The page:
‘Impatient with Desire’ by Gabrielle Burton
Gabrielle Burton was a fledgling poet at the 1972 Bread Loaf Writers’ Conference when she was stopped by the writer William Lederer. He told her he had dreamed she would write a book about people surviving without eating each other.
When Burton asked him what he meant, he cryptically replied: “Most people survive by eating each other. You’re going to write a book that shows a better way.” That set the stage for what would become Burton’s obsession with Tamsen Donner, the matriarch of the Donner family, in whose name one of the darkest chapters in American history is written.
In 1846, Tamsen Donner’s family and 80 fellow pioneers set out in covered wagons on the Oregon Trail, headed for California. Due to a series of miscalculations, they became stranded in the High Sierras during the harsh winter of 1846 and ’47. The starving survivors ate the dead. For Burton, Tamsen was the story’s most riveting subject. Donner was a teacher, adventurer, botanist, wife and, like Burton, mother of five daughters. “I don’t believe in reincarnation or people calling out from the grave,” Burton has written, “but was that not something, an amazing coincidence, a link, a bond?”
Burton has researched Tamsen for 38 years, including retracing the Donner’s overland route from Illinois to the Donner Pass. She documented the journey in her 2009 memoir-history-travelogue, “Searching for Tamsen Donner.”
Now, with “Impatient With Desire,” Burton has taken her obsession all the way: She inhabits Tamsen Donner, crawling inside her skin, then into the dark, fetid hole in the woods with her starving family, penning journal entries, recording the deaths of fellow pilgrims. Using Tamsen’s 17 surviving letters, Burton gives us Donner’s girlhood, the perilous overland trek and, most important, the credible voice of a heroine lost to time. What emerges is a wholly recognizable woman; imperfect, impetuous, brave, practical and utterly terrified.
As Tamsen watches her children starve she writes, “I would give anything to take upon myself the pain my children now endure. It is nearly intolerable to consider that I may be responsible for that pain.” “Impatient With Desire” is the ultimate exploration of maternal guilt and anxiety.
Donner recalls her seafaring father returning home with a compass “moving as Father slowly turned around, West of the West, there is a country of the mind, planted the seed for my adventurous spirit and wanderlust. . . . It is the way I am.”
This is a central conflict that Burton has explored for years as a writer, a mother and a feminist: How does a woman of independent spirit, bound by gender and the demands of family, satisfy her individual needs without sacrificing her children?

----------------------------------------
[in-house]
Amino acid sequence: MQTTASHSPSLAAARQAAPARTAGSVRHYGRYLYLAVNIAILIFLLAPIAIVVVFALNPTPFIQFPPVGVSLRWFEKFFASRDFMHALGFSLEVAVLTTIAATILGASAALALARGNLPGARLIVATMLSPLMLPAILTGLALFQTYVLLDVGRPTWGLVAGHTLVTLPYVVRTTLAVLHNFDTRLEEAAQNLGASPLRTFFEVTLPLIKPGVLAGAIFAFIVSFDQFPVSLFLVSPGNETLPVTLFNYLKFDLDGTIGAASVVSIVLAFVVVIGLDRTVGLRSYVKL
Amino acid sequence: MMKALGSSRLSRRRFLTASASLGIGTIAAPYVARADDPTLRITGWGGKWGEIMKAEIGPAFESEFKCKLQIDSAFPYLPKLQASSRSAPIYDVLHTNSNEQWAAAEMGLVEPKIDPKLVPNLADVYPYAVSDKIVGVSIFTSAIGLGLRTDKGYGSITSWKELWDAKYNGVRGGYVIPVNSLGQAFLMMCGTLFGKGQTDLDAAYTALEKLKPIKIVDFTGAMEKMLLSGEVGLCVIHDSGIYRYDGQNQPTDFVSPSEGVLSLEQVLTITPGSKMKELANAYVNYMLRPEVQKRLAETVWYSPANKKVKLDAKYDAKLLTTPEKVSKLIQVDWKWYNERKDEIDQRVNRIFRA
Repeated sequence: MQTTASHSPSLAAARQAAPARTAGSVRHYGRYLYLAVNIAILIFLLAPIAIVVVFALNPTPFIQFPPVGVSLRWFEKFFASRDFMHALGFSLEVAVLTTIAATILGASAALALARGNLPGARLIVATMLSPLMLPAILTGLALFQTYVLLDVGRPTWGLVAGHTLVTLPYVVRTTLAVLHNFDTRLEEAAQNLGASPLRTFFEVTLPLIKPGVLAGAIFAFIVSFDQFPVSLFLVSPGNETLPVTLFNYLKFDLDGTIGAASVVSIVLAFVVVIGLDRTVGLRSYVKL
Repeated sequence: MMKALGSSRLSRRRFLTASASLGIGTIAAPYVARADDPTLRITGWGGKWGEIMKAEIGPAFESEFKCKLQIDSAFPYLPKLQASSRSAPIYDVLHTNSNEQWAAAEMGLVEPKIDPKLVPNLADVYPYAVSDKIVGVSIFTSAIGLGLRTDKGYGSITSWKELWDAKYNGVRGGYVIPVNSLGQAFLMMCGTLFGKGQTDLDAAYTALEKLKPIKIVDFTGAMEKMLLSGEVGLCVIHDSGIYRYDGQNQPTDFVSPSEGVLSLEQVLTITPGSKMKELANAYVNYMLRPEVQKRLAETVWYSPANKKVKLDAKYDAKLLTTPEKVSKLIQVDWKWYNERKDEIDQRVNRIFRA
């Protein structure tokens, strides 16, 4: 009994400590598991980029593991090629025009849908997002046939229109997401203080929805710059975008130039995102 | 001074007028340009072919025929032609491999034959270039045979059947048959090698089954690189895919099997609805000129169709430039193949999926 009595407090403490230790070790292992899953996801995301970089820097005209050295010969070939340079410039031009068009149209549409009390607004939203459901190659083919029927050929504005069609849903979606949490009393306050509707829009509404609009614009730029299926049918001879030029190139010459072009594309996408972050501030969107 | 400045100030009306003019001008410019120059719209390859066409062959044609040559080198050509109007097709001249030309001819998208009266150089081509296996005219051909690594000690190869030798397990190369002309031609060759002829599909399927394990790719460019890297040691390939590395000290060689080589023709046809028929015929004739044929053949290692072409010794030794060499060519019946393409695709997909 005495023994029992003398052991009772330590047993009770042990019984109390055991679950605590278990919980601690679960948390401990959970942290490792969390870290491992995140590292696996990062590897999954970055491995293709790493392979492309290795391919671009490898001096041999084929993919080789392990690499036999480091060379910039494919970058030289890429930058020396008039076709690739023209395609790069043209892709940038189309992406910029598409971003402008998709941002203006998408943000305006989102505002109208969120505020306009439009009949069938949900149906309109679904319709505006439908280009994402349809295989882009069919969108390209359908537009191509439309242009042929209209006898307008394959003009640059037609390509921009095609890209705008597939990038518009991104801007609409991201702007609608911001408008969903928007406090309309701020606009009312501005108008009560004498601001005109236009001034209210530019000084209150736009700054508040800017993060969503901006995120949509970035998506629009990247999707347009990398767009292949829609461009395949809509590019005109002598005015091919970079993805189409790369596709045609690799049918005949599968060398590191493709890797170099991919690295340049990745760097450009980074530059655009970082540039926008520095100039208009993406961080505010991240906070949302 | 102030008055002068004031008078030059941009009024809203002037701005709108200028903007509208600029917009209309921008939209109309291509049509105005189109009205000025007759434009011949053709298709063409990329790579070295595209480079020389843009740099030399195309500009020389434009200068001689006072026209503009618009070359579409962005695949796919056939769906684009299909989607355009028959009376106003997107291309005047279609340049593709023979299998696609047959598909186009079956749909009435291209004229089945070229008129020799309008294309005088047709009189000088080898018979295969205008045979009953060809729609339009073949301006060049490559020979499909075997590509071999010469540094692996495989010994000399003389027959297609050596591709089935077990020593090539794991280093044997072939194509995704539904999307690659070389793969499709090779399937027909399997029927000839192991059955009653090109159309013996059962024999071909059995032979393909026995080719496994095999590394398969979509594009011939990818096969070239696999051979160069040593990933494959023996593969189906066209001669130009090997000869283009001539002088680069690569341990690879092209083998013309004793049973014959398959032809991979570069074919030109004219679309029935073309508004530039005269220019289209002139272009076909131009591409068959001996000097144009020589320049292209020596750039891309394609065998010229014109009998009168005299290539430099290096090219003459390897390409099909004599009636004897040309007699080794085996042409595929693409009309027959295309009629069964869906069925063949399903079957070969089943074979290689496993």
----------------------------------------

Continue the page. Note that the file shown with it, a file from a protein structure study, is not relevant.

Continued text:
The only time the book’s tone falters, however, is when Burton allows Tamsen to be too swept up by feminist polemics: “For an instant I felt at one with all the women through time who walked their own unbroken trails, preparing the way for me and my daughters and their daughters and their. . . .”
These moments take us out of Alder Creek circa 1847 and into a women’s studies seminar circa 1975.
Burton does better when she channels the spirit of Manifest Destiny through her characters, showing us the extraordinary hubris and optimism that led thousands of Americans to pioneer the West. “ ‘We will carve out a new country,’ we shouted,” Tamsen recalls as she logs more deaths in her Bible, realizing that “the new country will be no more and no less than the worst and the best of us.”
As weeks drag on and hope of rescue fades, Tamsen realizes she gambled her own desire against the welfare of her family and lost: “I leave it on record that this adventure has gone more horribly wrong than anyone could ever have imagined, and I bear equal blame, as I would have deserved equal credit had it gone right.”
Burton deftly allows the desperation to escalate so that, by the time Tamsen is digging up the dead, it seems like the perfectly right thing to do. The horror of the act is contextualized, and we marvel not at its savagery but at the heroism of cutting out and cooking up a man’s heart to keep children alive. “My whole life,” Tamsen writes near the end, “my heart was big with hope and impatient with desire. . . . I cannot bear it if no one knows what has gone on here. What I have seen. What was waiting for me here. . . .”
Burton’s writing tears out the reader’s heart as it brings closure to her quest to understand a woman lost to time. “Impatient With Desire” finally rescues Tamsen Donner from ignominy, bringing her back to us a robust and very alive woman.
Schickel is the author of “You’re Not the Boss of Me.”